While the notion of combined banking and insurance operations is not new, it's only in recent years that the concept has reached critical mass in the United States.

New findings released by Radnor, Pa,-based Michael White Associates (MWA) and Washington-based American Bankers Insurance Association (ABIA) bear this out. The numbers indicate the nation’s bank holding companies (BHCs) increased their total insurance revenue from $43.5 billion in 2006 to $43.7 billion in 2007.  New York-based Citigroup Inc., San Francisco’s Wells Fargo & Co. and Winston-Salem, N.C.-based BB&T Corp., were among the leaders in insurance fee income in 2007. The findings are based on data reported to the Federal Reserve Board by top-tier bank holding companies. The analysis measures the banking industry’s insurance business, and provides some benchmarks that gauge bank insurance performance.

“Among the top 50 in insurance revenue, the mean ratio of insurance revenue to non-interest income was 13.4% in 2007,” says Michael White president of MWA. “For those BHCs engaged in them, insurance activities continue to make meaningful contributions to banking net operating revenues.”

American banks and insurance companies had historically kept their distance since the passage of the second Glass-Steagall act of 1935, which segregated financial services companies according to their type of business. However, by the 1990s, the idea of conglomerated financial services companies that could offer both banking and insurance offerings began to gather steam. In 1999, Congress passed the Gramm-Leach-Bliley Act (GBLA), which abolished many of the prohibitions contained in Glass-Steagall, and the move by banks into the insurance market reached full gallop. Envisioning back office synergies and the ability to entice customers with the lure of “one-stop” shopping, banks—most notably BB&T—began to acquire regional insurance agencies at a furious clip.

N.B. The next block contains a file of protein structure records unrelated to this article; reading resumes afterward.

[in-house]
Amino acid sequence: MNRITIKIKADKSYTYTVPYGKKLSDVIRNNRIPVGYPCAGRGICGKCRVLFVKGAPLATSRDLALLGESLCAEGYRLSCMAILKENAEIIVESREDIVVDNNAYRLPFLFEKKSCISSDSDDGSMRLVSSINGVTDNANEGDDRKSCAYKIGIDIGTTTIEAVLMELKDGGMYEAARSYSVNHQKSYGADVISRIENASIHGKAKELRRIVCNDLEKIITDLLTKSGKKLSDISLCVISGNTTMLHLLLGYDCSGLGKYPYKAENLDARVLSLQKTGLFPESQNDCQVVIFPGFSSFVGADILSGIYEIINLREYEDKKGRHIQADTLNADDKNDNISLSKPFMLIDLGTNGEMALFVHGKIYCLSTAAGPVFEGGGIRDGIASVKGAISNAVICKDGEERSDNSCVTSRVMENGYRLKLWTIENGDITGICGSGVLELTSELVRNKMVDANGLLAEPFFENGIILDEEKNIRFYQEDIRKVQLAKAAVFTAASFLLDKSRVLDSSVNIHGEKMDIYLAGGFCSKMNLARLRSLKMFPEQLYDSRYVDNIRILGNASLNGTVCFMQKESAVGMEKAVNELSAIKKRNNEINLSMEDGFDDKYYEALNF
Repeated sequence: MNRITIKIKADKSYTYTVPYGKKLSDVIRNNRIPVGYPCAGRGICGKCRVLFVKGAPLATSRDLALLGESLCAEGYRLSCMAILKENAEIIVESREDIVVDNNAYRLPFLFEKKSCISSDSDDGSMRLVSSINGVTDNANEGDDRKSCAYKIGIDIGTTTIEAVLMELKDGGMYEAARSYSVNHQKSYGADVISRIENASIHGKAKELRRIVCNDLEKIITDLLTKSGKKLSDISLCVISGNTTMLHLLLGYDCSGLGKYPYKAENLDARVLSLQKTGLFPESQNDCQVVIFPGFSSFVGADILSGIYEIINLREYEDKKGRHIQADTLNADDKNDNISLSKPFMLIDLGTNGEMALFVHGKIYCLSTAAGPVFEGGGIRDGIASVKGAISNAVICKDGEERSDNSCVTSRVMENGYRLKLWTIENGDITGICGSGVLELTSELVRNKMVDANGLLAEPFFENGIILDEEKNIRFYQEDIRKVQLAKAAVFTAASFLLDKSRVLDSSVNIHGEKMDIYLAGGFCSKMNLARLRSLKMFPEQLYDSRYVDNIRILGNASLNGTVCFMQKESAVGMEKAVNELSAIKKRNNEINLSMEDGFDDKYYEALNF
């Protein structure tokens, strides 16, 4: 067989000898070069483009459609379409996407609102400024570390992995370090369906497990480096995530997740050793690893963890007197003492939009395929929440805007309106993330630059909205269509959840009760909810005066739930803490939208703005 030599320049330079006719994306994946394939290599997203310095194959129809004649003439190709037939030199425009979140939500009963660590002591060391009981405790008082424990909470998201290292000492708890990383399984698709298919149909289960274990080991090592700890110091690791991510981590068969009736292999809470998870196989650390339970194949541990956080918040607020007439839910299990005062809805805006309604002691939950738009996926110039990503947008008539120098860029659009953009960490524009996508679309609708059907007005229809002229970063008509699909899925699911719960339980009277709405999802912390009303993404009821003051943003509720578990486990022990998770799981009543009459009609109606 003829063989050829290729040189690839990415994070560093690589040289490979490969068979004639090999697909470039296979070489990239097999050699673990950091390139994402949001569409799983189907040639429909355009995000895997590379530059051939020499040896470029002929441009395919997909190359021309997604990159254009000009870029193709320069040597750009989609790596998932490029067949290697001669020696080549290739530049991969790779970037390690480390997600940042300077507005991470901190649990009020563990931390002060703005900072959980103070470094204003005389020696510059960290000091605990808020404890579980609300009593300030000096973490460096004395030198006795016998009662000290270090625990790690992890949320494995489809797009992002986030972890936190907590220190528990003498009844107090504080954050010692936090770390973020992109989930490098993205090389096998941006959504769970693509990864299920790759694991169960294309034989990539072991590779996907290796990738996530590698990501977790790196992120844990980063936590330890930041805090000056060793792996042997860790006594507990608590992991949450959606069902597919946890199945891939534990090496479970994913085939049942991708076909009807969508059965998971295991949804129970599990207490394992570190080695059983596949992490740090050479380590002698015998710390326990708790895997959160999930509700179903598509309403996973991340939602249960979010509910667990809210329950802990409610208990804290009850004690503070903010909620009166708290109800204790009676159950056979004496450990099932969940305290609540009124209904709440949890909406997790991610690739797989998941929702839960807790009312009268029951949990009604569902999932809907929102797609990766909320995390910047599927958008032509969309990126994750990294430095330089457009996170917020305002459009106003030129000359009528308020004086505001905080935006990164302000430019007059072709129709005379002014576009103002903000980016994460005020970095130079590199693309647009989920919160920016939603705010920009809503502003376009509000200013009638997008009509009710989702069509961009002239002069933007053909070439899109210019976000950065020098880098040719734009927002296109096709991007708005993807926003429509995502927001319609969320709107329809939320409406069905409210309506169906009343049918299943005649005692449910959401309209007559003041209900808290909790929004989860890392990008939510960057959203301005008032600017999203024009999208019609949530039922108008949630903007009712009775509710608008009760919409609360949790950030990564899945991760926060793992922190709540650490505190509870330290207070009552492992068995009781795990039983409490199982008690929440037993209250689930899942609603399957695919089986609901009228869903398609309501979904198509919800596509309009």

Although consumers can now readily purchase insurance at many banks—or, conversely, bank with an increasing numbers of insurers offering banking services, such as New York-based Metlife—the promised back office synergies of a combined financial services company can be elusive. The dissolution of the mega-merger between Citibank and Travelers is an example of a deal where hoped for synergies failed to materialize. Yet, even smaller banks that have succeeded in assimilating insurance operations into their own acknowledge that the transition is far from easy. Data migration issues and mismatched infrastructure can bedevil efforts at back office synergy.

"It's extremely easy to purchase something compared to how easy it is to integrate it into your own system after the purchase," a bank executive tasked with integrating a newly acquired insurance agency told Insurance Networking News last fall.

While consumers benefit from this proliferation of distribution channels, so do vendors of insurance technology, many of whom tailor products to the bank insurance marketplace. One such vendor is Dublin, Ireland-based FINEOS Corp., which provides enterprise software solutions for insurance, bancassurance and government entities. The company recently signed a deal with Australia-based BT Insurance, a subsidiary of Westpac Banking Corp., to provide a claims system to manage BT’s property/casualty lines. FINEOS says its claims system will be used to streamline claims management operations at BT Insurance by automating processes, improving quality of customer service and enforcing best-practice rules.

Sources: Michael White Associates, American Bankers Insurance Association, FINEOS, INN archives

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